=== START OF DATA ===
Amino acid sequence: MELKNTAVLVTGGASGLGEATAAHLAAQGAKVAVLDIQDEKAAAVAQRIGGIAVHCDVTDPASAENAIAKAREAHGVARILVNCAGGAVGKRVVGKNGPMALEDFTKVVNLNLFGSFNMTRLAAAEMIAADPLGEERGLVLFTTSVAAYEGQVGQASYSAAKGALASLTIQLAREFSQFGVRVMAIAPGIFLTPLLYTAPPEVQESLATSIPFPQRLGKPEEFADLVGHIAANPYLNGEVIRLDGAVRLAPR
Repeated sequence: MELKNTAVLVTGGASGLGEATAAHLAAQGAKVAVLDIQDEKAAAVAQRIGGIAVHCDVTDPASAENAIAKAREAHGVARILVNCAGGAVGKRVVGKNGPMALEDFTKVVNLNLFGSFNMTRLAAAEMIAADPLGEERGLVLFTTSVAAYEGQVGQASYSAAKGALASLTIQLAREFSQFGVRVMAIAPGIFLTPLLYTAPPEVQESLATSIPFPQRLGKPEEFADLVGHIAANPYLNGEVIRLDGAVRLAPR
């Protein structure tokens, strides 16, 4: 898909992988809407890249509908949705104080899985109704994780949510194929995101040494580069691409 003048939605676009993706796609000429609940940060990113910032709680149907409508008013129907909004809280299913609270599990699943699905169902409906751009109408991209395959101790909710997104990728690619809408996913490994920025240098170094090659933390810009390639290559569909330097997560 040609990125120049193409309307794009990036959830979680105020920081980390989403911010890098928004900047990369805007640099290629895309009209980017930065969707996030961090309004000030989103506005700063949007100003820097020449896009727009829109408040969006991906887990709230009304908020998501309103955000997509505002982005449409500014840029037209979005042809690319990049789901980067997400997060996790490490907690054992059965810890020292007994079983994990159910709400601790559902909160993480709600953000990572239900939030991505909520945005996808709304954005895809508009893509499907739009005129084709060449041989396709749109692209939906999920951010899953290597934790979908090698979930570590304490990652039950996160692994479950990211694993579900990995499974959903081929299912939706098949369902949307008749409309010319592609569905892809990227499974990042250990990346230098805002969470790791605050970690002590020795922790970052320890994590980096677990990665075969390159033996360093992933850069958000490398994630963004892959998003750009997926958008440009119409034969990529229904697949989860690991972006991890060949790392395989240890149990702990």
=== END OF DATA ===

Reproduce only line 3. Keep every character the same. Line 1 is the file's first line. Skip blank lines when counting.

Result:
């Protein structure tokens, strides 16, 4: 898909992988809407890249509908949705104080899985109704994780949510194929995101040494580069691409 003048939605676009993706796609000429609940940060990113910032709680149907409508008013129907909004809280299913609270599990699943699905169902409906751009109408991209395959101790909710997104990728690619809408996913490994920025240098170094090659933390810009390639290559569909330097997560 040609990125120049193409309307794009990036959830979680105020920081980390989403911010890098928004900047990369805007640099290629895309009209980017930065969707996030961090309004000030989103506005700063949007100003820097020449896009727009829109408040969006991906887990709230009304908020998501309103955000997509505002982005449409500014840029037209979005042809690319990049789901980067997400997060996790490490907690054992059965810890020292007994079983994990159910709400601790559902909160993480709600953000990572239900939030991505909520945005996808709304954005895809508009893509499907739009005129084709060449041989396709749109692209939906999920951010899953290597934790979908090698979930570590304490990652039950996160692994479950990211694993579900990995499974959903081929299912939706098949369902949307008749409309010319592609569905892809990227499974990042250990990346230098805002969470790791605050970690002590020795922790970052320890994590980096677990990665075969390159033996360093992933850069958000490398994630963004892959998003750009997926958008440009119409034969990529229904697949989860690991972006991890060949790392395989240890149990702990």